The other day, I received a lovely thank you note from a local boutique in town. The sentiments were thoughtful, timely (I had just visited the store the week before), and succinct. In fact, an overall nice surprise that brought a smile to my face on a busy Monday.
Even more surprising – the note arrived via my email account.
Now, I receive many emails throughout the day and week for business, personal, and solicitations from both big box and small businesses alike. Larger chain stores often send one a day, promoting a sale or upcoming discounts. And it’s gotten to the point where I start deleting emails without even opening them.
This particular email, though, caught my eye. The subject line was personalized (many emails are, now). The email also had the words, “Thanks for shopping,” without mentioning the company name. The word “thank you” intrigued me – so I opened the email.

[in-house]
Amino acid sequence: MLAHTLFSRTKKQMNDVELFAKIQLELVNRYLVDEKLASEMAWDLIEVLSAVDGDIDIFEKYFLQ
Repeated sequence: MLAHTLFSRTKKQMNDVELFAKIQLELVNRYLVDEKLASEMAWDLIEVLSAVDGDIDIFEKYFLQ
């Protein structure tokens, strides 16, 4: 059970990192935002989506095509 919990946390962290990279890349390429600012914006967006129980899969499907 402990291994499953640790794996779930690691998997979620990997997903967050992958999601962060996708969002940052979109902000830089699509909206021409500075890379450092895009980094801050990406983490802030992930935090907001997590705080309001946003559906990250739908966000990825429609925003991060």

The actual note was simple: a greeting, an image (in this case, the sun) and the message, “Thank You for shopping at our store. We hope you were pleased with your experience. And hope to see you soon.” Signed by the store manager.
The note did not try to entice me to buy anything. Nor fill my screen with lots of graphics (sometimes, making the email hard to open). And there was no promise of a future discount or promotion in the near future.
Just a thank you.
If you want to reach your customers – and bring a smile to their faces, consider a thank you note like this one. This involves not only an updated mailing list but also a system that tabulates data about who purchased a product or service in your store and when that most recent purchase took place.
Then, you need to decide how you want to send your thank you. Do you want to show that your business is tech savvy? Do you want the classic touch of a hand-signed card that is mailed home? Is your audience in a younger age range and would respond to your email or a decidedly mature generation that would appreciate the personalized touch received in their mailbox?
Regardless of your method of communicating, with the year reaching its half-way mark, consider sending a thank you to your customers to show you care – and care about their business.